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Messages - The Professor

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General Homebrew Discussion / Re: How fast is too fast to move to all grain?
« on: September 03, 2010, 04:33:12 AM »
Go see someone do it end-to-end before doing it yourself, though.  A lot of what you do is visual, so you need to know what "looks right."

While that's undoubtedly the best way to do it, that's not the way I did it.  I'd never seen anyone do AG before I started.  I just read a lot of books and the usenet group rec.crafts.brewing and jumped in.  Once I was done, it was kind if like "wow, is that all?".  The point being that if you can't brew with someone else to learn, don't let it stop you.

I agree totally.  AT least two people I know started brewing all-grain from their FIRST BATCH.
As for me, I brewed extract for quite a few years,  thendoing  partial grain, but when I saw what grain could be had for in bulk, it was a no brainer taking the plunge to AG. 
Like Denny, I read everything I could get my hands on and went in well prepared...and the very first AG batch came out really good.  My reaction was much  like Denny's..." that all there is to it?"  At that point I felt sort of dumb for not switching much  earlier after hemming and hawing about it.

As far as extra equipment expense, it doesn't have to break the bank, not by a longshot.  For 20 years or more I've been brewing all grain with a  5 gallon round Rubbermaid/Gott cooler ($20);  a false bottom for the cooler (a gift from my LHBS for referring a load of business to them); a counterflow wort chiller ($35), a home made 220V/3000W electric keggle with a false bottom  (around $120)...and miscellaneous hoses, copper tubing, and other ephemera totalling no more than $40.   A total of $215 over the course of a few months...totally manageable and it did the job and continues to do so.

In the music world, musicians who like an array of gizmos, FX boxes, and have to have anything that's currently state of the art are often referred to  (often by themselves) as "gear sluts".

Brewers can be that, I mean,  get fancier if you can afford it and like to fuss around  with the gear, but it's absolutely unnecessary. You can make beer just as high quality  with picnic coolers and other repurposed vessels as you can with a multi $K automated system. 
Then you'll be ready for that SABCO rig  when your lottery ticket finally wins. ;D

Commercial Beer Reviews / Re: Shiner Oktoberfest
« on: September 01, 2010, 10:39:40 PM »
I suppose this is just a case of different strokes for different folks.

That, ultimately, is what keeps the whole 'beer thing' interesting.
There will be as many percerptions about any beer as there are tastebuds sampling them.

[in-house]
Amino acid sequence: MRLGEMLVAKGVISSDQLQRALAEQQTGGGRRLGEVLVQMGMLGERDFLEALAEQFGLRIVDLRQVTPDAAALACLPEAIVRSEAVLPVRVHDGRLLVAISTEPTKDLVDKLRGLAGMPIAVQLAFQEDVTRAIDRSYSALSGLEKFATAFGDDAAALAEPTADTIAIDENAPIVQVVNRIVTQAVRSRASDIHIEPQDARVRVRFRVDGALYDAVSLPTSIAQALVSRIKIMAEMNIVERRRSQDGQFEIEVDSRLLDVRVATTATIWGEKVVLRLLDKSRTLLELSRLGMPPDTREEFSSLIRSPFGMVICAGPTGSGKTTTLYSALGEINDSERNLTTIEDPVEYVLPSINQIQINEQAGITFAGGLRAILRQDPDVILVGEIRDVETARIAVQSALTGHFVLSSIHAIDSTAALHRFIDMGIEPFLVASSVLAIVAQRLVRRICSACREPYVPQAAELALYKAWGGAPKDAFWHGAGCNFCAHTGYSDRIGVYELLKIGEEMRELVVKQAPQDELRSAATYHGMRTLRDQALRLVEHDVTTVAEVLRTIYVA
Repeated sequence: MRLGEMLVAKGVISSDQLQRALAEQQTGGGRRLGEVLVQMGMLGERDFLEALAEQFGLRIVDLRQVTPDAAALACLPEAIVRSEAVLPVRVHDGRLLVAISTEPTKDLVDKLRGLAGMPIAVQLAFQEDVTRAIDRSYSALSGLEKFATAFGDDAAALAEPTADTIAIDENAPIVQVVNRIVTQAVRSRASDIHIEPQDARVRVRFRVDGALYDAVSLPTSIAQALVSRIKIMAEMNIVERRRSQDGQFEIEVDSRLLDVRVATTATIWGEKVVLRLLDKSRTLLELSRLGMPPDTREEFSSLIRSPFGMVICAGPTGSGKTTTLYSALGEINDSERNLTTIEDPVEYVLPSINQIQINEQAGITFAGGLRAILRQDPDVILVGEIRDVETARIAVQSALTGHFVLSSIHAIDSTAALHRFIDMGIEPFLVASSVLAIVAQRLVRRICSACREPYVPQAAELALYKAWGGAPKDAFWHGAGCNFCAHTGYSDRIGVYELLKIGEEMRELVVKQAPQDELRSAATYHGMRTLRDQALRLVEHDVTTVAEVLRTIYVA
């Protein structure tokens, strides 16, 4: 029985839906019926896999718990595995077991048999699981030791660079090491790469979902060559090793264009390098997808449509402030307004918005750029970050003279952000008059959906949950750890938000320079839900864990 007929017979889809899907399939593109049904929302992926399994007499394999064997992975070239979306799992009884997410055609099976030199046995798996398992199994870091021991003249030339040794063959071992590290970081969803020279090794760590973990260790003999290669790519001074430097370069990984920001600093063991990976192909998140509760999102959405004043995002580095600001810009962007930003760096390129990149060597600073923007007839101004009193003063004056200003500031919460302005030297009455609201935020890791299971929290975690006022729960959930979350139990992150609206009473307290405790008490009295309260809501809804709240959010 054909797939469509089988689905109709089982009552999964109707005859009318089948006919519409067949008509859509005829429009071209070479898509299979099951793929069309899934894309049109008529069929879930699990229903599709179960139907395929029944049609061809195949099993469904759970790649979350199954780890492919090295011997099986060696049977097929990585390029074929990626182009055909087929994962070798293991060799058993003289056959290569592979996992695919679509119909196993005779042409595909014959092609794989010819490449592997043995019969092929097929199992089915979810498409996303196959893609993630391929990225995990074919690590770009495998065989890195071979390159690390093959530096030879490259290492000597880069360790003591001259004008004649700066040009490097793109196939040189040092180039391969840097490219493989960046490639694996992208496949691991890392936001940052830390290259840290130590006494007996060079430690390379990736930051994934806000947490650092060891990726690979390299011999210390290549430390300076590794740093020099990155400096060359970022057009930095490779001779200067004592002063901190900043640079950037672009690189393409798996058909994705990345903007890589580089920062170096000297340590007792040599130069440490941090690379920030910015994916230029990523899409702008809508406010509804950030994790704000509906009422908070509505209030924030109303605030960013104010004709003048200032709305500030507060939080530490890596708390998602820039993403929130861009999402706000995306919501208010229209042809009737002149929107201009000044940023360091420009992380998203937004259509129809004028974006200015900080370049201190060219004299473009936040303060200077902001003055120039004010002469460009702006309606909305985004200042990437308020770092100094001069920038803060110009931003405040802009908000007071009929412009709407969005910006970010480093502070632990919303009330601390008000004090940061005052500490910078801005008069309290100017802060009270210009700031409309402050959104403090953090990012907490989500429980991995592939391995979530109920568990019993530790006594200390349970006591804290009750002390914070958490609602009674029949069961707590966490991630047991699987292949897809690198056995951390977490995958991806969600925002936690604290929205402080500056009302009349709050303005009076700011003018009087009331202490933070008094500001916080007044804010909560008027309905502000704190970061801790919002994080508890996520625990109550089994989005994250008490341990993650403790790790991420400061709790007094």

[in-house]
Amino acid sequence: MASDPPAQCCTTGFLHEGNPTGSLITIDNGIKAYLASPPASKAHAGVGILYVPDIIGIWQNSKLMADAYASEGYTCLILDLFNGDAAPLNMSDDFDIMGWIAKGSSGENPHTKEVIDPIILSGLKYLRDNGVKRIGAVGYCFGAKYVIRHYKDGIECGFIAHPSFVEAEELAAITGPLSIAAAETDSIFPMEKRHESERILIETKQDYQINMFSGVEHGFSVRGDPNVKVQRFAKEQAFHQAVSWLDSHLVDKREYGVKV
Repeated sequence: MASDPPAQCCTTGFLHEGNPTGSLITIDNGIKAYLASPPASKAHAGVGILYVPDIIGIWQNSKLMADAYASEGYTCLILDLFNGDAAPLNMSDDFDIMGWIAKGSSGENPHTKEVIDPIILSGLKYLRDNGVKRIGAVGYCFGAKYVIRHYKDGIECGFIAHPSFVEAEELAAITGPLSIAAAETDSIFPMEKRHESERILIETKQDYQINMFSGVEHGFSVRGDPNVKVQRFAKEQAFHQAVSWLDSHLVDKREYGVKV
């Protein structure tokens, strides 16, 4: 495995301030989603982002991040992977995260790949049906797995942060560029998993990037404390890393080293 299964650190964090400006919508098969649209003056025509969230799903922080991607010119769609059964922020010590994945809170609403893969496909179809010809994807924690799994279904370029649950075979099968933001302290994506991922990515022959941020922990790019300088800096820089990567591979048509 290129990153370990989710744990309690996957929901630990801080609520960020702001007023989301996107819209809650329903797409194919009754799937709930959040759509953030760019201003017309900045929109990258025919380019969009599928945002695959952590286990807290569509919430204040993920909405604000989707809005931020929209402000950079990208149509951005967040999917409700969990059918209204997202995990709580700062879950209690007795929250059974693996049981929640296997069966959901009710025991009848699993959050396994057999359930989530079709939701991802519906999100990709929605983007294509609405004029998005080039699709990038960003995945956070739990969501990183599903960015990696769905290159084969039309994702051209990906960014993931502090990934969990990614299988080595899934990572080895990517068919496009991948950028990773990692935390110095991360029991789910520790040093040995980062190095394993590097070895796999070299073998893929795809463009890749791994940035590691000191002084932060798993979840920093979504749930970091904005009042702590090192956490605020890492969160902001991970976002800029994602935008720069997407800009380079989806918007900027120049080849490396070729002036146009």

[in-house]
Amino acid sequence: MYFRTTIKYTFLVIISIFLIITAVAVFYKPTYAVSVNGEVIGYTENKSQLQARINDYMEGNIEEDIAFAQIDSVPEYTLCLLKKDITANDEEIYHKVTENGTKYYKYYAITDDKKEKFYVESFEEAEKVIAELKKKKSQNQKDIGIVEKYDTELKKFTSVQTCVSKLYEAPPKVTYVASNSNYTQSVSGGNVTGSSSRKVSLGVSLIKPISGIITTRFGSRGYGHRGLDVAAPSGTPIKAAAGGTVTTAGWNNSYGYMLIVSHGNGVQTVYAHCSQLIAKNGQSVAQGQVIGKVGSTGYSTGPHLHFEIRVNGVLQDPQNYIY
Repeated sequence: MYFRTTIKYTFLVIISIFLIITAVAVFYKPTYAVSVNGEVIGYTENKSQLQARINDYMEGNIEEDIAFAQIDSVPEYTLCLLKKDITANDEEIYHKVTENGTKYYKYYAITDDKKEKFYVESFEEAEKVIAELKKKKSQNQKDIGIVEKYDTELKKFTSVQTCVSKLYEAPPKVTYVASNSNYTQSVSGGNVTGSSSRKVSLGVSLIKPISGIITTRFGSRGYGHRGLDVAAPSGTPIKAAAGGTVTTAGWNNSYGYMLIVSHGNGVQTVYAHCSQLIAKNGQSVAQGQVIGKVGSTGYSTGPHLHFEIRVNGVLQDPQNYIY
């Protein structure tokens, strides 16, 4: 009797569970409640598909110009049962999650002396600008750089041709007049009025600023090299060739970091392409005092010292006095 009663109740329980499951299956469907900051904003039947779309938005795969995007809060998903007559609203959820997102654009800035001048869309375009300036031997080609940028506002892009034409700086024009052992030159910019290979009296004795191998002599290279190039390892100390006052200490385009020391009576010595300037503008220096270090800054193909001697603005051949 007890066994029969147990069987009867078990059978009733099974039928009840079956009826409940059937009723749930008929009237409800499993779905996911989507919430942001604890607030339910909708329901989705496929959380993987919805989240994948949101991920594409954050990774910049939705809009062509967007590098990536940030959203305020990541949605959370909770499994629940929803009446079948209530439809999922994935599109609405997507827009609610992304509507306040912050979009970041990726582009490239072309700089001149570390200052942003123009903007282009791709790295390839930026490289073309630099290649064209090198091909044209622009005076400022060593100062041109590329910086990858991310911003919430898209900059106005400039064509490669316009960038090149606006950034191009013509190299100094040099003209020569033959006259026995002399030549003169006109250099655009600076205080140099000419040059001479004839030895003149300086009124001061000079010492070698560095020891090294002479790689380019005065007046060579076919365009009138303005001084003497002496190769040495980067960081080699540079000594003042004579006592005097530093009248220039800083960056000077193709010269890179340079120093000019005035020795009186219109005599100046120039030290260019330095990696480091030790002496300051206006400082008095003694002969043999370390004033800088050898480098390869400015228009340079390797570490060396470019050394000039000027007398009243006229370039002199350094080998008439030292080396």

General Homebrew Discussion / Re: Pouring a Pint, Brit-style
« on: August 31, 2010, 08:41:31 PM »
It's sad when the word "pint" is taken to mean some random amount of beer. ...
When I can make 5 gallons of my own beer for what I'd spend on two pints in most places, the times when I actually pay for it, it better be done right.

That's for sure. 
I was dragged kicking to a FRIDAY's recently, and I ordered a pint of Sam was served in one of their  'signature' glasses which I suspect is less than a US pint to being with, and it was underfilled to boot.  Like, enough so that it would fit into a 12 oz glass. 
Apparently there are segments of the beer industry (including, I'm told,  some distrubutors)  that actually encourage bars to use various 'cheater' pints to fatten up the bottom line. 
I haven't done the math, but seems that those 2-3 ounces not delivered each time a "pint" is ordered  would certainly add up to quite a few real pints of extra profit over the life of a keg.

Kegging and Bottling / Re: Yuengling, Transferred
« on: August 31, 2010, 02:04:02 PM »
I've done it a few times, both with leftovers like you've got, or with a new keg like Drew mentioned.  No problems at all.

I would have stopped by, but it's nearly 3000 miles :)

I would have stopped by too (I'm less than 15 miles away)...but found this thread too late!
I've transferred leftovers from commercial kegs as well with no problems.  Usually though, if is something bland  like Coors or Bud, I'll dump a couple bottles of Guinness or something into it to give it a bit more flavor.  Works surprisingly well, too.

Commercial Beer Reviews / Re: Oskar Blues ...
« on: August 30, 2010, 11:34:07 PM »
I agree Mike, I found the "adventurous taste buds" comment a little silly. I didn't care for it at all and would not buy it again. And, FTR, haveing to drink 4 probably felt like drinking 6.  ;)

It's ok.  I do say silly things sometimes.
It's part of my M.O.   ;D

I certainly meant no offense! ::)
I am a reformed/recovering  beer snob and  big supporter of "to each his own", especially when it comes to taste in beer. After all, one man's elixer is another's poison.

Commercial Beer Reviews / Re: Oskar Blues ...
« on: August 29, 2010, 11:17:44 PM »
I haven't had the Gubna, but it sounds like I don't need to get more than one :)